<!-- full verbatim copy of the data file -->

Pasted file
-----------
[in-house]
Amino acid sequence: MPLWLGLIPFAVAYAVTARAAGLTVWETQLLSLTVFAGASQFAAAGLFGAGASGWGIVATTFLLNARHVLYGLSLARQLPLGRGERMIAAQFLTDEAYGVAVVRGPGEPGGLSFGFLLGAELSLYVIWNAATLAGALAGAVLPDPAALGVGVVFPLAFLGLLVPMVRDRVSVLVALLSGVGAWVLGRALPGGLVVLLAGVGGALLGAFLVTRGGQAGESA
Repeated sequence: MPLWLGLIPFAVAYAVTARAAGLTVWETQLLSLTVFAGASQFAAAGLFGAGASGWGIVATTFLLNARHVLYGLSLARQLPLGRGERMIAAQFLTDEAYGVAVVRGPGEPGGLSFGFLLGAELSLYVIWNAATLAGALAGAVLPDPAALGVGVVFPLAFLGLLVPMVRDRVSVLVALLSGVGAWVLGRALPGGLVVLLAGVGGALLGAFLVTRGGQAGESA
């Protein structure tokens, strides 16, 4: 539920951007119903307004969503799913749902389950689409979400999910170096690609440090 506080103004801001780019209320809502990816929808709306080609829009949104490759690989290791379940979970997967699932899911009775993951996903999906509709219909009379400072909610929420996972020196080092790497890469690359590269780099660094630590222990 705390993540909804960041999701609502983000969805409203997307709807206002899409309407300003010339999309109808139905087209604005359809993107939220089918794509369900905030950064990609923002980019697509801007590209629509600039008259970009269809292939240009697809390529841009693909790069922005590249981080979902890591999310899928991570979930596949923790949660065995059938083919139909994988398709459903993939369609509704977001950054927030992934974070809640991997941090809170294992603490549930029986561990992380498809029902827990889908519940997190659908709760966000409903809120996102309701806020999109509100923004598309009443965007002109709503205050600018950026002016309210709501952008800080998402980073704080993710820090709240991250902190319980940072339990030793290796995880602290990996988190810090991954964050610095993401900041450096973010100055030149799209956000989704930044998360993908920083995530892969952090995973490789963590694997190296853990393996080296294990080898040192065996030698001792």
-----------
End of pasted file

[in-house]
Amino acid sequence: MPLWLGLIPFAVAYAVTARAAGLTVWETQLLSLTVFAGASQFAAAGLFGAGASGWGIVATTFLLNARHVLYGLSLARQLPLGRGERMIAAQFLTDEAYGVAVVRGPGEPGGLSFGFLLGAELSLYVIWNAATLAGALAGAVLPDPAALGVGVVFPLAFLGLLVPMVRDRVSVLVALLSGVGAWVLGRALPGGLVVLLAGVGGALLGAFLVTRGGQAGESA
Repeated sequence: MPLWLGLIPFAVAYAVTARAAGLTVWETQLLSLTVFAGASQFAAAGLFGAGASGWGIVATTFLLNARHVLYGLSLARQLPLGRGERMIAAQFLTDEAYGVAVVRGPGEPGGLSFGFLLGAELSLYVIWNAATLAGALAGAVLPDPAALGVGVVFPLAFLGLLVPMVRDRVSVLVALLSGVGAWVLGRALPGGLVVLLAGVGGALLGAFLVTRGGQAGESA
């Protein structure tokens, strides 16, 4: 539920951007119903307004969503799913749902389950689409979400999910170096690609440090 506080103004801001780019209320809502990816929808709306080609829009949104490759690989290791379940979970997967699932899911009775993951996903999906509709219909009379400072909610929420996972020196080092790497890469690359590269780099660094630590222990 705390993540909804960041999701609502983000969805409203997307709807206002899409309407300003010339999309109808139905087209604005359809993107939220089918794509369900905030950064990609923002980019697509801007590209629509600039008259970009269809292939240009697809390529841009693909790069922005590249981080979902890591999310899928991570979930596949923790949660065995059938083919139909994988398709459903993939369609509704977001950054927030992934974070809640991997941090809170294992603490549930029986561990992380498809029902827990889908519940997190659908709760966000409903809120996102309701806020999109509100923004598309009443965007002109709503205050600018950026002016309210709501952008800080998402980073704080993710820090709240991250902190319980940072339990030793290796995880602290990996988190810090991954964050610095993401900041450096973010100055030149799209956000989704930044998360993908920083995530892969952090995973490789963590694997190296853990393996080296294990080898040192065996030698001792």